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The Obligations of the Student – Part 5
INTRO: With anything in our lives, the key to success in it is consistency. Constancy is the quality of being faithful and dependable. It is the quality of being unchanging or unwavering, as in purpose, love, or loyalty. It is firmness of mind and faithfulness.
“Messiah Yahshua is the same yesterday, today and forever. (Hebrews 13:8)”
“…You remain the same, and Your years will never end. (Hebrews 1:12)” (Click) “I Yahweh do not change. So you, the descendants of Ya’akov, are not destroyed. (Malachi 3:6)” (Click) “But You are the same, And Your years will not come to an end. (102:27)” (Click) “Elohim is not human, that he should lie, not a human being, that he should change his mind. Does he speak and then not act? Does he promise and not fulfil? (Numbers 23:19)”
The Word is telling us that the Creator and the manifestation of his Saving Right Arm (Yahshua) is a constant, forward moving entity. This is good, because in theory it makes Him easy to follow. This eliminates second guessing as he clearly presents His nature in the Torah like a measured pattern of movement. As man climbs his way back into relationship with him he revealed Himself in the form of seven covenants –
The Edenic (Gen. 1:26-31;2:16-17),
Adamic (Genesis 3:16-19),
Noachide (Genesis 9:1-18),
Abrahamic (Genesis 12:1-4;13:14-17; 15:1-7; 17:1-8),
Sinai (Exodus 20:1 - 31:18; Leviticus 26; Deuteronomy 28),
Davidic (2 Samuel 7:4-16; 1 Chronicles 17:3-15; Isaiah 9:6-7; Psalm 89:3-4, 89.35-37; Daniel 7:14) and
ew Covenant (Deuteronomy 29-30; Jeremiah 31:31-34, Hebrews 8:6-13, Matthew 24:4). Each covenant is a slow forecast, progressive reveal of His desire for mankind’s destiny.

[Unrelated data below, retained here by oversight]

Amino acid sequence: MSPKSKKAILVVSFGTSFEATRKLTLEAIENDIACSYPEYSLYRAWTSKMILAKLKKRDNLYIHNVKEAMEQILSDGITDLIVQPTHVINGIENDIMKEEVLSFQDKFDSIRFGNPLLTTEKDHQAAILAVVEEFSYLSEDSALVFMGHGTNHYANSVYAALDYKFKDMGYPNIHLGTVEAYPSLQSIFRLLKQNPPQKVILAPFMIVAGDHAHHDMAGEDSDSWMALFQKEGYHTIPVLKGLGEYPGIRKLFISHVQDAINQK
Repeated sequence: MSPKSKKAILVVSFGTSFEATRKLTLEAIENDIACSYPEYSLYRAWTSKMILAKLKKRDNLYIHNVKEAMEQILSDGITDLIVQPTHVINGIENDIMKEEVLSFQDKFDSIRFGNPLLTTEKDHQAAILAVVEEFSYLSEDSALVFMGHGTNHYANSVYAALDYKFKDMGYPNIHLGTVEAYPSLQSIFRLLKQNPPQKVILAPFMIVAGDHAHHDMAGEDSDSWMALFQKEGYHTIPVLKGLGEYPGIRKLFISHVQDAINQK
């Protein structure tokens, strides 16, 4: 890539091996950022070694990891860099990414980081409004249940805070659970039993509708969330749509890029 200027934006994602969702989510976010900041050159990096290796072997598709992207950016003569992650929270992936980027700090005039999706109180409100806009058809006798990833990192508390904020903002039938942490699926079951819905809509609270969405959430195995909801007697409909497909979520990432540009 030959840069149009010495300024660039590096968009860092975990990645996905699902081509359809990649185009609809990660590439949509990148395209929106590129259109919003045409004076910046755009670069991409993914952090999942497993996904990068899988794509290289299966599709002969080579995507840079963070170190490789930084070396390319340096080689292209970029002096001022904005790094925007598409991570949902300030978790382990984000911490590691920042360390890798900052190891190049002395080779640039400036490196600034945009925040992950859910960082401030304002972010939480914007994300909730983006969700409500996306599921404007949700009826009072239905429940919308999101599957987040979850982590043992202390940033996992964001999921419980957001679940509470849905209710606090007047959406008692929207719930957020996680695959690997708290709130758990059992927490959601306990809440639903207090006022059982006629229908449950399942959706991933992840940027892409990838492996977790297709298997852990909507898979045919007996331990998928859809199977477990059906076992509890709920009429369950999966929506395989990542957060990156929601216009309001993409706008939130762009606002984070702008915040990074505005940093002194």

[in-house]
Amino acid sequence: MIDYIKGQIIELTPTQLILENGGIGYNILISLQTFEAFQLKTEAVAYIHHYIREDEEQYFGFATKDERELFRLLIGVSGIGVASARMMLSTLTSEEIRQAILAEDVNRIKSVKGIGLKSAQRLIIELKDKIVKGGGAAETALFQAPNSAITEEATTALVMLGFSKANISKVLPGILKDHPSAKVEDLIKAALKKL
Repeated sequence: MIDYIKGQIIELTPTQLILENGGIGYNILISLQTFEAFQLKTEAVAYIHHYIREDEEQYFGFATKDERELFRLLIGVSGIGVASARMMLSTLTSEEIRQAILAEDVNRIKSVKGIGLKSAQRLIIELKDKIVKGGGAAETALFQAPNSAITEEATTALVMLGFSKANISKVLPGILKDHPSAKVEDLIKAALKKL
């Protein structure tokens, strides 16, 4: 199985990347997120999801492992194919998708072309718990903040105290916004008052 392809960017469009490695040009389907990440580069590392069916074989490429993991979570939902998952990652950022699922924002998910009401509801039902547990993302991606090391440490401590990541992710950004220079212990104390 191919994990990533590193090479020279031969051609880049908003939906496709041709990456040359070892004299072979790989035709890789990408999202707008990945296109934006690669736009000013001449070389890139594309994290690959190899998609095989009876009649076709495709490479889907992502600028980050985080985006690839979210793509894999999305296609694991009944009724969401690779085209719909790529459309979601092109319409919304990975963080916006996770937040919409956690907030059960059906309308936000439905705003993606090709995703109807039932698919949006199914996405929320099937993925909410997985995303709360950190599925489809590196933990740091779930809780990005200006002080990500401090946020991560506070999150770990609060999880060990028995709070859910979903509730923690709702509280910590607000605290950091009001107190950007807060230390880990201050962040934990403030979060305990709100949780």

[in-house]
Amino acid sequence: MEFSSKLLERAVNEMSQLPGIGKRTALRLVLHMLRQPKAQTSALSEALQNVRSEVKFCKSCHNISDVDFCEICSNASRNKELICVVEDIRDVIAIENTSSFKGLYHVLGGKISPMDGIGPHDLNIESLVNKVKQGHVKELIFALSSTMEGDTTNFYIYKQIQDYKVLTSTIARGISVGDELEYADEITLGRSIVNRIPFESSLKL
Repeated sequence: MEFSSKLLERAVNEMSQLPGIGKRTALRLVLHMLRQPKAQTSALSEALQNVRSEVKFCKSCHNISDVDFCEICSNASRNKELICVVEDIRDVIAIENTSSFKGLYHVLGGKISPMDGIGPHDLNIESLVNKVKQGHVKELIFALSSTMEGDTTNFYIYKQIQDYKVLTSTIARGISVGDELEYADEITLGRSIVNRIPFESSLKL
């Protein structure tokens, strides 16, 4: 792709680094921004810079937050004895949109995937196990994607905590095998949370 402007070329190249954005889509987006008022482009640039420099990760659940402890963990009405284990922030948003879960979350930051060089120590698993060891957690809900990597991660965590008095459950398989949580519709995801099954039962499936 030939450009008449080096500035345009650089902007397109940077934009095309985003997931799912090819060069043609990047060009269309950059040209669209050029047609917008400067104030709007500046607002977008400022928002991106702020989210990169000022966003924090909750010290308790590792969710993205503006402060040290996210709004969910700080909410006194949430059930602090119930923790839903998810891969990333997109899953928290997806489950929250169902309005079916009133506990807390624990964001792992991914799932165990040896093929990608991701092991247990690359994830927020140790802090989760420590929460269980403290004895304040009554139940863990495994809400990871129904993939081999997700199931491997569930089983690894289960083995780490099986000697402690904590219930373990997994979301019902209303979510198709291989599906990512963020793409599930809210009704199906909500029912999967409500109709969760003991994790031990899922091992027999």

So the sign of whether we are succeeding in our faith is not prosperity. Anyone can be cheerfully observant in times of plenty. Rather the sign of our success is a steady attachment to Yahweh Elohim in any life situation, whether in times of prosperity or hardship. You’ll know if someone is wavering. They’ll be steady in their observance and as soon there is a bump in the road they fall off the wagon. Religion is futile, if you only do it when you’re in a good mood, are getting your own way or it’s convenient. Yahweh never said He offers you convenience. His yoke is easy, but like anything, the initial stages are hard and even when it gets easier, it’s still a yoke. This means it’s still something you have to choose to carry and it’s still defined as work or effort. The name of this effort is called avodah shebalev, which means “service of the heart.”
In Hebrew, the concept of someone or something that is consistent – that is, behaving in a reliable or predictable manner (i.e., taking steady footsteps) is: עִקְבִי (eek-VEE) in the masculine and עִקְבִית (eek-VEET) in the feminine.
The Hebrew word for heel (the back of the foot) is עֵקֶב (EH-kev). It’s the root of the name Ya’akov – יַעֲקֹב (yah-ah-KOHV), who was born holding onto the עקב of his twin brother, Esau – עֵשָׂו (eh-SAHV).
We learn from this that consistency is the following in the footsteps of someone ahead of you. The act of walking requires consistently measured movements. If the movement isn’t consistent and measured movement is slow and awkward. “Keep steady my steps according to your promise, and let no iniquity get dominion over me. (Psalm 119:133)”